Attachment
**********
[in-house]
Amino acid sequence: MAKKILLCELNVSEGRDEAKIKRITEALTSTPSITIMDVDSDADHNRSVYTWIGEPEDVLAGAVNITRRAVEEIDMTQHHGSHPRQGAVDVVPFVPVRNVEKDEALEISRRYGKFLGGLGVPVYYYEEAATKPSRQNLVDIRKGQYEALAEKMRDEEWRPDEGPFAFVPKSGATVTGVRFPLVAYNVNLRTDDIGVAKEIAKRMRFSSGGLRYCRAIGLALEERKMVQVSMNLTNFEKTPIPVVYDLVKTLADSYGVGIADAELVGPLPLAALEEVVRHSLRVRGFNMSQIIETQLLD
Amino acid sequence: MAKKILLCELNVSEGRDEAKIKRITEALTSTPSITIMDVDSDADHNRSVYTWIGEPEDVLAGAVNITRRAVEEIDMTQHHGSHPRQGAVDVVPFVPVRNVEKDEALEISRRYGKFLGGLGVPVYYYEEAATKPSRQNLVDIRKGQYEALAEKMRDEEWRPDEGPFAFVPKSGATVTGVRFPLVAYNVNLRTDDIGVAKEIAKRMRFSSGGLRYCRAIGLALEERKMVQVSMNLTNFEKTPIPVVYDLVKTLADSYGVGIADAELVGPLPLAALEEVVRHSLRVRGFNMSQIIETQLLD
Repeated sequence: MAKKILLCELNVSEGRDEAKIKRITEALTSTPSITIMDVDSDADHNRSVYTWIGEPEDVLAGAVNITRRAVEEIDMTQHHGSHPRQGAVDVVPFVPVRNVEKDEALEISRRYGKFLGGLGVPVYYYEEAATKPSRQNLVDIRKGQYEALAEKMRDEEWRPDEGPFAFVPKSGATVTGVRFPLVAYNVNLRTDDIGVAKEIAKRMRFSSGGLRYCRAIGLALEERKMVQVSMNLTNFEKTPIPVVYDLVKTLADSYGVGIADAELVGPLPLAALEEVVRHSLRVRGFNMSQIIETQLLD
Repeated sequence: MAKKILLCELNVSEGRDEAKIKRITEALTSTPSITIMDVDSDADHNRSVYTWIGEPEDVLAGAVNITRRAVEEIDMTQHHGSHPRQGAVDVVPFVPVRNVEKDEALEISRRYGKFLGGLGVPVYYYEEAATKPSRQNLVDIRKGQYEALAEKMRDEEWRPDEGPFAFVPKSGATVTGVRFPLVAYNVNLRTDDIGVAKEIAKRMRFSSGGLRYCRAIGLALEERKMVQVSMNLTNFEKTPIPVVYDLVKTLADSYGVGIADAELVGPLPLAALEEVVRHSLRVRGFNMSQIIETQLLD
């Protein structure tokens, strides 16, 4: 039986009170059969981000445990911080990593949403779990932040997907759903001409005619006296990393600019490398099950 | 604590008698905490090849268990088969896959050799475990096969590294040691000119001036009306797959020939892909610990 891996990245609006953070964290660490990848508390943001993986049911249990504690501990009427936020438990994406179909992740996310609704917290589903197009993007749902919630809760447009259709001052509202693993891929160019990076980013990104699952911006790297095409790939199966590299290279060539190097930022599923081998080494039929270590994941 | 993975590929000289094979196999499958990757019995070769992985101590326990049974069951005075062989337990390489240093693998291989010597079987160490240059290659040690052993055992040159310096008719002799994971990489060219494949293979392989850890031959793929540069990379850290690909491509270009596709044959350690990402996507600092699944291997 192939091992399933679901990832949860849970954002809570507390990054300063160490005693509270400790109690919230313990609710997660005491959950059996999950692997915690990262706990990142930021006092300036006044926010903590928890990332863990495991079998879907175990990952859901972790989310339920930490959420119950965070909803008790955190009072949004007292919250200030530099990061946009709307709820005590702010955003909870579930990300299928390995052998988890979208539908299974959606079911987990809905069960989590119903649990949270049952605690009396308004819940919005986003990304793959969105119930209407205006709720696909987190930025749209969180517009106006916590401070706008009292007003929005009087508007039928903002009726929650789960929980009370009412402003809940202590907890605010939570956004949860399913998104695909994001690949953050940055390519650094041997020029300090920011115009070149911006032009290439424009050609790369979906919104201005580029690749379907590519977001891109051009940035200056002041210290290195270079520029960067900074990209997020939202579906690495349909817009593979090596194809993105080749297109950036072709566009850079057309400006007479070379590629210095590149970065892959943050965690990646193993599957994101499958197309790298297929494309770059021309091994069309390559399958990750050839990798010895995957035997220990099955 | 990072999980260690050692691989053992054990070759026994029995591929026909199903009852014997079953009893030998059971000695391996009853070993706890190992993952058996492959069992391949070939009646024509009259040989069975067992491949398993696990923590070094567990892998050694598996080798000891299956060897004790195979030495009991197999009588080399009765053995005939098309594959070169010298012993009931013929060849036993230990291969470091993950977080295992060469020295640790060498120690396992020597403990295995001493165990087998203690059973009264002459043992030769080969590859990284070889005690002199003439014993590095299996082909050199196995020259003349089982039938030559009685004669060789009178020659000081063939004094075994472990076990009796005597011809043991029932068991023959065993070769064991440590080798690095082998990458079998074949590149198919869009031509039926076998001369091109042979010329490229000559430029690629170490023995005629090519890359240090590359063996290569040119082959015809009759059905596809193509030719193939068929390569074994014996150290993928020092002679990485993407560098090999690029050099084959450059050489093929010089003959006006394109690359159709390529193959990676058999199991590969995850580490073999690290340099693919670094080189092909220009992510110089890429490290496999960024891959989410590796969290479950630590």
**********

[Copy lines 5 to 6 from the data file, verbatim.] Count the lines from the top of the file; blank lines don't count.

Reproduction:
Repeated sequence: MAKKILLCELNVSEGRDEAKIKRITEALTSTPSITIMDVDSDADHNRSVYTWIGEPEDVLAGAVNITRRAVEEIDMTQHHGSHPRQGAVDVVPFVPVRNVEKDEALEISRRYGKFLGGLGVPVYYYEEAATKPSRQNLVDIRKGQYEALAEKMRDEEWRPDEGPFAFVPKSGATVTGVRFPLVAYNVNLRTDDIGVAKEIAKRMRFSSGGLRYCRAIGLALEERKMVQVSMNLTNFEKTPIPVVYDLVKTLADSYGVGIADAELVGPLPLAALEEVVRHSLRVRGFNMSQIIETQLLD
């Protein structure tokens, strides 16, 4: 039986009170059969981000445990911080990593949403779990932040997907759903001409005619006296990393600019490398099950 | 604590008698905490090849268990088969896959050799475990096969590294040691000119001036009306797959020939892909610990 891996990245609006953070964290660490990848508390943001993986049911249990504690501990009427936020438990994406179909992740996310609704917290589903197009993007749902919630809760447009259709001052509202693993891929160019990076980013990104699952911006790297095409790939199966590299290279060539190097930022599923081998080494039929270590994941 | 993975590929000289094979196999499958990757019995070769992985101590326990049974069951005075062989337990390489240093693998291989010597079987160490240059290659040690052993055992040159310096008719002799994971990489060219494949293979392989850890031959793929540069990379850290690909491509270009596709044959350690990402996507600092699944291997 192939091992399933679901990832949860849970954002809570507390990054300063160490005693509270400790109690919230313990609710997660005491959950059996999950692997915690990262706990990142930021006092300036006044926010903590928890990332863990495991079998879907175990990952859901972790989310339920930490959420119950965070909803008790955190009072949004007292919250200030530099990061946009709307709820005590702010955003909870579930990300299928390995052998988890979208539908299974959606079911987990809905069960989590119903649990949270049952605690009396308004819940919005986003990304793959969105119930209407205006709720696909987190930025749209969180517009106006916590401070706008009292007003929005009087508007039928903002009726929650789960929980009370009412402003809940202590907890605010939570956004949860399913998104695909994001690949953050940055390519650094041997020029300090920011115009070149911006032009290439424009050609790369979906919104201005580029690749379907590519977001891109051009940035200056002041210290290195270079520029960067900074990209997020939202579906690495349909817009593979090596194809993105080749297109950036072709566009850079057309400006007479070379590629210095590149970065892959943050965690990646193993599957994101499958197309790298297929494309770059021309091994069309390559399958990750050839990798010895995957035997220990099955 | 990072999980260690050692691989053992054990070759026994029995591929026909199903009852014997079953009893030998059971000695391996009853070993706890190992993952058996492959069992391949070939009646024509009259040989069975067992491949398993696990923590070094567990892998050694598996080798000891299956060897004790195979030495009991197999009588080399009765053995005939098309594959070169010298012993009931013929060849036993230990291969470091993950977080295992060469020295640790060498120690396992020597403990295995001493165990087998203690059973009264002459043992030769080969590859990284070889005690002199003439014993590095299996082909050199196995020259003349089982039938030559009685004669060789009178020659000081063939004094075994472990076990009796005597011809043991029932068991023959065993070769064991440590080798690095082998990458079998074949590149198919869009031509039926076998001369091109042979010329490229000559430029690629170490023995005629090519890359240090590359063996290569040119082959015809009759059905596809193509030719193939068929390569074994014996150290993928020092002679990485993407560098090999690029050099084959450059050489093929010089003959006006394109690359159709390529193959990676058999199991590969995850580490073999690290340099693919670094080189092909220009992510110089890429490290496999960024891959989410590796969290479950630590």